Future 3D Urbanism: From UAV Data Modelling to Information Visualization

Future 3D Urbanism: From UAV Data Modelling to Information Visualization

Rossana Estanqueiro, José António Tenedório, Carla Rebelo, Joao Pedro Marques
DOI: 10.4018/978-1-7998-2249-3.ch018
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Urbanism has mainly used 2D data for both the urban analysis and diagnosis and the presentation of proposals for changes in the whole city or parts of the city. Even regarding the production of urban indicators, using, for example, the quantification of the existing green area in relation to the resident population, this practice is regularly based on the area and rarely on volume. This situation is mainly justified by the sluggishness and costs associated with obtaining 3D data. The recent development of data collection technology by unmanned aerial vehicles has triggered a change in this scenario. This chapter presents the UAV data acquisition and processing chain, analyses the positional accuracy of UAV data processing performed with GCP measurements obtained from GNSS, demonstrates how positional accuracy assessment and UAV workflow's quality control are relevant for ensuring the accuracy of derived UAV geospatial products, and demonstrates the usability of 3D models in a theoretical 3D urbanism context.
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Cities and urban areas can be understood from a physical and material perspective as spaces formed by multiple strata or overlapping layers with various characteristics and attributes that, albeit different, confer on them distinctiveness and uniqueness as if they were living organisms. These overlapping layers or strata can be observed and analysed in various fields (social, demographic, cultural, political, economic, etc.) from the dynamics of interaction and very diverse flows. Nevertheless, the intrinsic physical element corresponds to the urban, built and material spatial expression, characterized by its typologies, shape geometries and land-use and occupation. The physical properties directly associated with these spaces are usually studied and analysed on two-dimensional (2D) surfaces.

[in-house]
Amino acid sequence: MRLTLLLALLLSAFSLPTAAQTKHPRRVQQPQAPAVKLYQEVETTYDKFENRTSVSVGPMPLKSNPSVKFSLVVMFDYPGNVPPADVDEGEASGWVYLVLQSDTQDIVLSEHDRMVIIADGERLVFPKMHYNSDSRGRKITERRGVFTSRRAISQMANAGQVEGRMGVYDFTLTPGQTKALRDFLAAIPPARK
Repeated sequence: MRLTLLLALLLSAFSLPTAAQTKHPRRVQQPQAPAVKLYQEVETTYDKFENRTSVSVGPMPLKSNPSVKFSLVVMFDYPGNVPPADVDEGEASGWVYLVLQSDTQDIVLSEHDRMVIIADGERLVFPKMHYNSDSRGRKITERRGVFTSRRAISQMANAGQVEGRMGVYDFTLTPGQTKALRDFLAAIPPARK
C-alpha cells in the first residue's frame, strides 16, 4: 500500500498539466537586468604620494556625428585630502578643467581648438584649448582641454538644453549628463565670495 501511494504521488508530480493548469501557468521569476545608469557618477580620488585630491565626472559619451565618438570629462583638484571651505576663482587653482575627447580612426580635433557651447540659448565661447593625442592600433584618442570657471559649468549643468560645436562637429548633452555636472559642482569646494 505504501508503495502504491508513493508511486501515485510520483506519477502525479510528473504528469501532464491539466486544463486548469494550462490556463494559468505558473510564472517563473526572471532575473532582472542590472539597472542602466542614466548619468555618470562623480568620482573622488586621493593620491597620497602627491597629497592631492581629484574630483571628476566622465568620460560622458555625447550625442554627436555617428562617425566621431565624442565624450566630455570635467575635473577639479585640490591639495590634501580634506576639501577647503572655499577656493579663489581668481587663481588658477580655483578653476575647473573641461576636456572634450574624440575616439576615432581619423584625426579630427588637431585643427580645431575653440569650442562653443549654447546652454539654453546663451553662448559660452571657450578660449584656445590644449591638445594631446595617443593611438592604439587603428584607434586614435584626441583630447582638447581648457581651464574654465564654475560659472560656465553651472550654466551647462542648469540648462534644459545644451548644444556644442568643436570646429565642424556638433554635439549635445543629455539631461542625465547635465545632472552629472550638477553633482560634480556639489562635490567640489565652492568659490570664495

“Horizontal” (2D) urban analysis has been explored in “classical” studies of the dialectic of compact versus dispersed (“urban sprawl”) urban models of urban growth. Other approaches to the urban form, developed from a quantitative perspective, have made it possible to translate the fundamental characteristics or elements of urban form into quantifiable attributes by calculating indices or indicators – spatial metrics – of a more or less complex nature. These measures support the analytical study of the 2D urban form to support decision making in regional and urban planning, transport planning, environmental and energy planning, analysis and monitoring of urban-rural sustainability, public health and urban safety, socio-spatial exclusion/inclusion, among others. An example of this quantitative perspective is the metrics applied to the study of (sustainable) urban form based on geometric shape parameters (urban shape analysis) obtained in 2D (Estanqueiro, 2011). In this approach, the characteristics of the urban form are understood to be reduced to their fundamental elements or properties, which identify and come close to the phenomenon or reality to be represented or handled using metrics (quantifiable measures in the form of indices or indicators) with a vital spatial element. These can be addressed separately or combined to support urban analysis and monitor the evolution and change of the urban form considering urban sustainability.